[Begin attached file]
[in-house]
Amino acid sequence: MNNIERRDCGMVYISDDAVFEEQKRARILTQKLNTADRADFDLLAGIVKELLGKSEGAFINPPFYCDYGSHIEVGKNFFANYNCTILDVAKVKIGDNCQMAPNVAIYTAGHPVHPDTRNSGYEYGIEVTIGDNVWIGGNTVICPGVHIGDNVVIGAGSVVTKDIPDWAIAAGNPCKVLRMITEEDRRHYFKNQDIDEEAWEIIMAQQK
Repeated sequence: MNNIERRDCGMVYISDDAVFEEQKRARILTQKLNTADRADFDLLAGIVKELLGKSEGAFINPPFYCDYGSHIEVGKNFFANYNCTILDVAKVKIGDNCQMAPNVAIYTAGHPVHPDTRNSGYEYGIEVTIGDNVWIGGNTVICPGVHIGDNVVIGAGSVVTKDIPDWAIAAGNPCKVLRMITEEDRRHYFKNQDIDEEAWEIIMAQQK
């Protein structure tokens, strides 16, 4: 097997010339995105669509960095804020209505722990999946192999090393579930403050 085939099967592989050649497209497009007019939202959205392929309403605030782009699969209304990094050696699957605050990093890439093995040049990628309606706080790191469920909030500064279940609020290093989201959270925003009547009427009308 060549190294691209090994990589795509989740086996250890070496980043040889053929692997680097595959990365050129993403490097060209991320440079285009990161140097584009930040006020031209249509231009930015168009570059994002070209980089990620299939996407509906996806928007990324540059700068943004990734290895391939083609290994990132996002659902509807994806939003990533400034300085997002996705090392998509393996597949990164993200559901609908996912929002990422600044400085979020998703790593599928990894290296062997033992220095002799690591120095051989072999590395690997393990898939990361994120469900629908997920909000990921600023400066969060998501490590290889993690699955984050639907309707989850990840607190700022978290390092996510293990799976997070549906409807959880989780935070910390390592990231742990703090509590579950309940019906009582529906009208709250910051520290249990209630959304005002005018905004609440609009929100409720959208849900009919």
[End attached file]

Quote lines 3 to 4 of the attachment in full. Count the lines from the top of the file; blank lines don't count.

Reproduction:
Repeated sequence: MNNIERRDCGMVYISDDAVFEEQKRARILTQKLNTADRADFDLLAGIVKELLGKSEGAFINPPFYCDYGSHIEVGKNFFANYNCTILDVAKVKIGDNCQMAPNVAIYTAGHPVHPDTRNSGYEYGIEVTIGDNVWIGGNTVICPGVHIGDNVVIGAGSVVTKDIPDWAIAAGNPCKVLRMITEEDRRHYFKNQDIDEEAWEIIMAQQK
């Protein structure tokens, strides 16, 4: 097997010339995105669509960095804020209505722990999946192999090393579930403050 085939099967592989050649497209497009007019939202959205392929309403605030782009699969209304990094050696699957605050990093890439093995040049990628309606706080790191469920909030500064279940609020290093989201959270925003009547009427009308 060549190294691209090994990589795509989740086996250890070496980043040889053929692997680097595959990365050129993403490097060209991320440079285009990161140097584009930040006020031209249509231009930015168009570059994002070209980089990620299939996407509906996806928007990324540059700068943004990734290895391939083609290994990132996002659902509807994806939003990533400034300085997002996705090392998509393996597949990164993200559901609908996912929002990422600044400085979020998703790593599928990894290296062997033992220095002799690591120095051989072999590395690997393990898939990361994120469900629908997920909000990921600023400066969060998501490590290889993690699955984050639907309707989850990840607190700022978290390092996510293990799976997070549906409807959880989780935070910390390592990231742990703090509590579950309940019906009582529906009208709250910051520290249990209630959304005002005018905004609440609009929100409720959208849900009919």